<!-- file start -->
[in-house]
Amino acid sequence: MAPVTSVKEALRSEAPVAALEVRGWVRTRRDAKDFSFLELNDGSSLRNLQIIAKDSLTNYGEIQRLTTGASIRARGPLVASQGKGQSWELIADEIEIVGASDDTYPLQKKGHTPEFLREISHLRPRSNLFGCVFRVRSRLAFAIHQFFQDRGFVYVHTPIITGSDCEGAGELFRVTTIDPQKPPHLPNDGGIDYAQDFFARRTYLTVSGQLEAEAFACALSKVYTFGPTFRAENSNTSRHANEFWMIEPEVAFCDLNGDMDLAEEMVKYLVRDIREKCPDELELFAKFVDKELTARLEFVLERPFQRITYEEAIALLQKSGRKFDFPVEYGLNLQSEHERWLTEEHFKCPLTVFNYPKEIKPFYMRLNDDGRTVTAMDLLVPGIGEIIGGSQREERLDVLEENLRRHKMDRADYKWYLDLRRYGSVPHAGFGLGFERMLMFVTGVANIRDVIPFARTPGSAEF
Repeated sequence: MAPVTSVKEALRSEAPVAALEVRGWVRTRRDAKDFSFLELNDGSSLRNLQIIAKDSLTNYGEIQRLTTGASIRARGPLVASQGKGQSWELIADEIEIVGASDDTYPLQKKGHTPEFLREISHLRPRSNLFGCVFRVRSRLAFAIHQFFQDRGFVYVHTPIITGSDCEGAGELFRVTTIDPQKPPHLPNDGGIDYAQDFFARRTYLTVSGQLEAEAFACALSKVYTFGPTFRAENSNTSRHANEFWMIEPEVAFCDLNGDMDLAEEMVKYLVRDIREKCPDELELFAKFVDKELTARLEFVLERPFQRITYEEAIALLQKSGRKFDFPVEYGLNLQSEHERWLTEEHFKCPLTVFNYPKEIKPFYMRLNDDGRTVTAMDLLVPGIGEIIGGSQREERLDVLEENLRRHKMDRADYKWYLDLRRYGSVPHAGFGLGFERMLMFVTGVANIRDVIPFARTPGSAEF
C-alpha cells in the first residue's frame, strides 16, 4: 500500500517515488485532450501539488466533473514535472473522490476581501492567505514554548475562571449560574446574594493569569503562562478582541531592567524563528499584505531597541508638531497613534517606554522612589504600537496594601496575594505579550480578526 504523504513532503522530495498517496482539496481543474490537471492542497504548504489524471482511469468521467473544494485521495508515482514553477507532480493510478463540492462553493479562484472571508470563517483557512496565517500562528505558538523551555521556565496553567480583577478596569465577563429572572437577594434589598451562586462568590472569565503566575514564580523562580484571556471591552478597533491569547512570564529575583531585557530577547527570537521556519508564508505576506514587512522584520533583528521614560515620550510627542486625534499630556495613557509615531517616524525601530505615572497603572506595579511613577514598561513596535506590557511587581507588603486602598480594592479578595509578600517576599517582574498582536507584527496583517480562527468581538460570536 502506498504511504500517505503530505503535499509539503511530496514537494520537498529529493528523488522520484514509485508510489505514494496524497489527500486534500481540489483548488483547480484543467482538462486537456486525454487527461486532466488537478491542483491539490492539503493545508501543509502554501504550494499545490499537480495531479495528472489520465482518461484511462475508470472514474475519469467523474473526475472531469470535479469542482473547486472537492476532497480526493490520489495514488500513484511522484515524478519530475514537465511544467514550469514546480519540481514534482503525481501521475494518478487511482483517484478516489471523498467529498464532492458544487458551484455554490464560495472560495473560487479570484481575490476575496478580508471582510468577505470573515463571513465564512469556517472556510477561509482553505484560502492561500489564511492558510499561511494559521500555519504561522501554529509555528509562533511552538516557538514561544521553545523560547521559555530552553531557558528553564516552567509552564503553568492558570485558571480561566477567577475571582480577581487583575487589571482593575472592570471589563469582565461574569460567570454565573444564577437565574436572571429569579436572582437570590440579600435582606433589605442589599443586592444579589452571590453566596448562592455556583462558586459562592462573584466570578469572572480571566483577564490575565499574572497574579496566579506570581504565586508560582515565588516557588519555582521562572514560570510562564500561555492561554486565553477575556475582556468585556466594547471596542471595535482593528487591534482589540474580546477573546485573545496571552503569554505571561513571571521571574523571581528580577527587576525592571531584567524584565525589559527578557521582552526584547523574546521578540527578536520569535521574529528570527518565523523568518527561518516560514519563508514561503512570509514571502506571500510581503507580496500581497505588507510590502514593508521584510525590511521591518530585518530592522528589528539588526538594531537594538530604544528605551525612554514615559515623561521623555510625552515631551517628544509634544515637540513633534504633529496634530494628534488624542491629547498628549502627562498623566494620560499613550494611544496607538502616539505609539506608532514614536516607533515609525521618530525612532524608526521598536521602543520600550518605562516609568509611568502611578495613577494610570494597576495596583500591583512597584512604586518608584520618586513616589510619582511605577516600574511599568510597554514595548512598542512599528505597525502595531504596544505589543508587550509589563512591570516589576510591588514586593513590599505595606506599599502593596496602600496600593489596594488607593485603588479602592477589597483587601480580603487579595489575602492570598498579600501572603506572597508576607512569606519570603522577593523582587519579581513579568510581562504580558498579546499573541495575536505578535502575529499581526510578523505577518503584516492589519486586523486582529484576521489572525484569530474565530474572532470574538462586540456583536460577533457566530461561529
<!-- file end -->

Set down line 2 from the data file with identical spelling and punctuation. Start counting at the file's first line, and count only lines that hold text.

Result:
Amino acid sequence: MAPVTSVKEALRSEAPVAALEVRGWVRTRRDAKDFSFLELNDGSSLRNLQIIAKDSLTNYGEIQRLTTGASIRARGPLVASQGKGQSWELIADEIEIVGASDDTYPLQKKGHTPEFLREISHLRPRSNLFGCVFRVRSRLAFAIHQFFQDRGFVYVHTPIITGSDCEGAGELFRVTTIDPQKPPHLPNDGGIDYAQDFFARRTYLTVSGQLEAEAFACALSKVYTFGPTFRAENSNTSRHANEFWMIEPEVAFCDLNGDMDLAEEMVKYLVRDIREKCPDELELFAKFVDKELTARLEFVLERPFQRITYEEAIALLQKSGRKFDFPVEYGLNLQSEHERWLTEEHFKCPLTVFNYPKEIKPFYMRLNDDGRTVTAMDLLVPGIGEIIGGSQREERLDVLEENLRRHKMDRADYKWYLDLRRYGSVPHAGFGLGFERMLMFVTGVANIRDVIPFARTPGSAEF